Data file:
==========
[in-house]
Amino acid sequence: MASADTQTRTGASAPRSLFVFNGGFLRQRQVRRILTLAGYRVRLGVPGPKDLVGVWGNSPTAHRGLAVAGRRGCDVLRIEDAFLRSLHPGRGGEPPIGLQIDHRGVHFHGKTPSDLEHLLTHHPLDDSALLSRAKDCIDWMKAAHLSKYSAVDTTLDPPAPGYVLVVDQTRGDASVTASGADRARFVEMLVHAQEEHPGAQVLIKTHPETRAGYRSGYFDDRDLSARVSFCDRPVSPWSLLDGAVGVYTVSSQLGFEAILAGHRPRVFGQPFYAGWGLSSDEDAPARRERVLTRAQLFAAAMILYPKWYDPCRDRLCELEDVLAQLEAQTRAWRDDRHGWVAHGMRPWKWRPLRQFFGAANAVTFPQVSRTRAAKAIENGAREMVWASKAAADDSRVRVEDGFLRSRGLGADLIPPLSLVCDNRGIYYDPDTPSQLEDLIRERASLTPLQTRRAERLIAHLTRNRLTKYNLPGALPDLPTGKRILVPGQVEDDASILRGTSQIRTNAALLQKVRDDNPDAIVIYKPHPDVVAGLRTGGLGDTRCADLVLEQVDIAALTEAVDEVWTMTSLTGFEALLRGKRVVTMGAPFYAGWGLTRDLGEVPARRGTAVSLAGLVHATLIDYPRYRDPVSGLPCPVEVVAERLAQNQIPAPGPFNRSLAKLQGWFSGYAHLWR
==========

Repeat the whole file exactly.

[in-house]
Amino acid sequence: MASADTQTRTGASAPRSLFVFNGGFLRQRQVRRILTLAGYRVRLGVPGPKDLVGVWGNSPTAHRGLAVAGRRGCDVLRIEDAFLRSLHPGRGGEPPIGLQIDHRGVHFHGKTPSDLEHLLTHHPLDDSALLSRAKDCIDWMKAAHLSKYSAVDTTLDPPAPGYVLVVDQTRGDASVTASGADRARFVEMLVHAQEEHPGAQVLIKTHPETRAGYRSGYFDDRDLSARVSFCDRPVSPWSLLDGAVGVYTVSSQLGFEAILAGHRPRVFGQPFYAGWGLSSDEDAPARRERVLTRAQLFAAAMILYPKWYDPCRDRLCELEDVLAQLEAQTRAWRDDRHGWVAHGMRPWKWRPLRQFFGAANAVTFPQVSRTRAAKAIENGAREMVWASKAAADDSRVRVEDGFLRSRGLGADLIPPLSLVCDNRGIYYDPDTPSQLEDLIRERASLTPLQTRRAERLIAHLTRNRLTKYNLPGALPDLPTGKRILVPGQVEDDASILRGTSQIRTNAALLQKVRDDNPDAIVIYKPHPDVVAGLRTGGLGDTRCADLVLEQVDIAALTEAVDEVWTMTSLTGFEALLRGKRVVTMGAPFYAGWGLTRDLGEVPARRGTAVSLAGLVHATLIDYPRYRDPVSGLPCPVEVVAERLAQNQIPAPGPFNRSLAKLQGWFSGYAHLWR